PSLV Lofts France's SPOT 6 Earth Observation Satellite


An Indian PSLV launcher sent France's high-resolution SPOT 6 Earth observation satellite to orbit Sept. 9, the second of four spacecraft designed to form a complete optical constellation that will offer daily images of every point on the globe in high and very-high resolution.

Launched from the Satish Dhawan Space Center in India, the EADS Astrium-built SPOT 6 joins the company's very-high-res Pleiades 1A satellite in orbit. Lofted in December 2011 atop a European Ariane 5, Pleiades 1A will be paired next year with its twin, Pleiades 1B, followed by the launch of SPOT 7 in early 2014. Together the four spacecraft will comprise an Earth observation system operated by Astrium Satellites and exploited by the company's satellite-product distributor, Astrium Services.

Once all four spacecraft are working together in orbit, each point on the globe will be seen once daily, with SPOT 6 and 7 offering a wide-picture view at 1.5 m over a 60-km swath and Pleiades 1A and 1B observing the same area with a narrower field of view in greater detail at 50-cm resolution.

“With four satellites phased 90 degrees apart in the same heliosynchronous quasi-polar orbit, we will be able to offer our customers geo-information products in record time, in as little as six hours,” says Astrium Services CEO Eric Beranger. “With four satellites, we obviously have more freedom in terms of the revisit interval, for better change detection or faster coverage. Users can choose between very-high-resolution data capture at a specific point and high-resolution data capture over a larger area. We can also combine the two, of course. For instance, in case of flooding, SPOT 6 can provide the big picture and Pleiades will bring the focus over the most populated or damaged areas.”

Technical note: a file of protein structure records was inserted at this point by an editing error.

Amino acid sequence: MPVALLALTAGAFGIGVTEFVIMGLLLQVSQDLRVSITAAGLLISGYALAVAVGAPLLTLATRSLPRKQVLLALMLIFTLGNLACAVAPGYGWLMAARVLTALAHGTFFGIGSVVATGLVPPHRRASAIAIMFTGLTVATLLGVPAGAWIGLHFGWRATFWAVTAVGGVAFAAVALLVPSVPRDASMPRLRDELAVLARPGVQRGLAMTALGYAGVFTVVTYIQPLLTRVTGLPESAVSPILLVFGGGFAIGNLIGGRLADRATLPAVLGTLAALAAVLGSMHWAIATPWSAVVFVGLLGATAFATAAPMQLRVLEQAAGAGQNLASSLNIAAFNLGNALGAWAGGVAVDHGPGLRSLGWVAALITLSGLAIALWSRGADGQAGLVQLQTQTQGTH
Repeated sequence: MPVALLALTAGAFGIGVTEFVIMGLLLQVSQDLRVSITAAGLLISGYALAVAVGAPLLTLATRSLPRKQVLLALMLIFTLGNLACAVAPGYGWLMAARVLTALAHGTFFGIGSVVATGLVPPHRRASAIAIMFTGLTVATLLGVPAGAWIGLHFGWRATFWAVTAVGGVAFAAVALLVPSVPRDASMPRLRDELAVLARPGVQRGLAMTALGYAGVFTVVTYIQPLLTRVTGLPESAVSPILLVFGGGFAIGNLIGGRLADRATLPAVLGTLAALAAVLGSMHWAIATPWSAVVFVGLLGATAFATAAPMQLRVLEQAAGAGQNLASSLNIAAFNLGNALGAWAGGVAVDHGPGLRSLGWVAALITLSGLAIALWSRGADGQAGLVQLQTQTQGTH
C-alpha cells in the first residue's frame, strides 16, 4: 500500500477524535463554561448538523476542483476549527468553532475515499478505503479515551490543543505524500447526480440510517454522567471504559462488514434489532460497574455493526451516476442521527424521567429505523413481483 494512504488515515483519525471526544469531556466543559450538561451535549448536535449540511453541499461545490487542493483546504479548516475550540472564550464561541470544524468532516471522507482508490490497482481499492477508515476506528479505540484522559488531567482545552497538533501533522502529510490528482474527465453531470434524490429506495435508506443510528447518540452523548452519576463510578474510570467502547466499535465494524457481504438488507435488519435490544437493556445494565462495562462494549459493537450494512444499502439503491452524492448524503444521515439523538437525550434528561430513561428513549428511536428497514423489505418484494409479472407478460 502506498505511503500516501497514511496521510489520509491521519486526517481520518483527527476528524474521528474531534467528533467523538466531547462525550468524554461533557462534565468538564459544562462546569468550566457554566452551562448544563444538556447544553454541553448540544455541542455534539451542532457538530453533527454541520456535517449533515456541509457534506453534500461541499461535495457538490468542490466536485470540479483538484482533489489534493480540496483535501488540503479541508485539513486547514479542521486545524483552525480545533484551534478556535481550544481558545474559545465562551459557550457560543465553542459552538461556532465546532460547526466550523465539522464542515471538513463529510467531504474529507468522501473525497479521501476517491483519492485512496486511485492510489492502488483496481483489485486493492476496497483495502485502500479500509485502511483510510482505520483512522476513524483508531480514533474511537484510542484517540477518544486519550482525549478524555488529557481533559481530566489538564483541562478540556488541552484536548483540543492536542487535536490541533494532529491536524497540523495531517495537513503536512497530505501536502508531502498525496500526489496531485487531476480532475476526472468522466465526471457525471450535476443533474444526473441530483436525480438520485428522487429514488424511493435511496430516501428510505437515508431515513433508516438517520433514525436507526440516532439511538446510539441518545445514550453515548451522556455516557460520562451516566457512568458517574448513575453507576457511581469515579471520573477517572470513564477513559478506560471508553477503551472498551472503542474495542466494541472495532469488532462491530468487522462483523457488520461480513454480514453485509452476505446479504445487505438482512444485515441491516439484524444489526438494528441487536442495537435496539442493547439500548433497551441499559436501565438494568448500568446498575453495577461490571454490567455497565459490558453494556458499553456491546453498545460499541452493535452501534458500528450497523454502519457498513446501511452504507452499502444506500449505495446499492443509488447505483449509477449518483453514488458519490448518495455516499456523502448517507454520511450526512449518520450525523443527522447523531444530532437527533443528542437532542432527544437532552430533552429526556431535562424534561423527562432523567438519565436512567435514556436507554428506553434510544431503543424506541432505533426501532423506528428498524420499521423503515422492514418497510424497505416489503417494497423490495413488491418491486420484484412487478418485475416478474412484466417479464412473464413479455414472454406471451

Designed to ensure service continuity of France's SPOT 4 and SPOT 5 satellites, which have been operating since 1998 and 2002 respectively, the SPOT 6 and 7 ground and space segments have been enhanced to provide better reactivity -- from satellite tasking to product delivery -- and collection capacity. Based on the newly designed Astrium Astrosat 500 MklI platform, SPOT 6 and 7 are lighter (weighing 720 kg against SPOT 5’s 3 metric tons), due in part to the inclusion of silicon carbide, a new detector for the instrument and new avionics for the satellite. Together SPOT 6 and 7 will cover 6 million square km per day over the course of their 10-year service life.

Please or Register to post comments.

What's On Space?

On Space

From The Archives

Aviation Week is approaching its 100th anniversary in 2016. In a series of blogs, our editors highlight editorial content from the magazine's long and rich history.


Aug 27, 2015

Aviation Week Lifts Veil On Boeing B-52 Bomber (1952) 12

In 1952, Aviation Week provided the first details on the new Boeing B-52 bomber....More
Aug 14, 2015

Bonanza Travel Pays 3

The legendary Beechcraft Bonanza has an impressive production record, so perhaps the marketers back in 1949 were onto something when they coined the phrase "Bonanza travel pays."...More
Aug 14, 2015

Venerable Boeing 727 Prototype To Fly Again 28

The most famous 727, the prototype aircraft which would join United as N7001U, was delivered to the airline in October 1964 having served its time as a Boeing test aircraft....More
Aug 13, 2015

Aviation Week And The Bomb

Aviation News did not predict how nuclear weapons would change the world. But neither did anyone else....More
Aug 13, 2015

Collins Radar Takes The Ups And Downs Out Of Flying

Turbulence? Rockwell Collins had a solution for those bumpy rides in the early 80s with its WXR-700 Doppler Weather Radar....More
Blog Archive
Penton Corporate

Sponsored Introduction Continue on to (or wait seconds) ×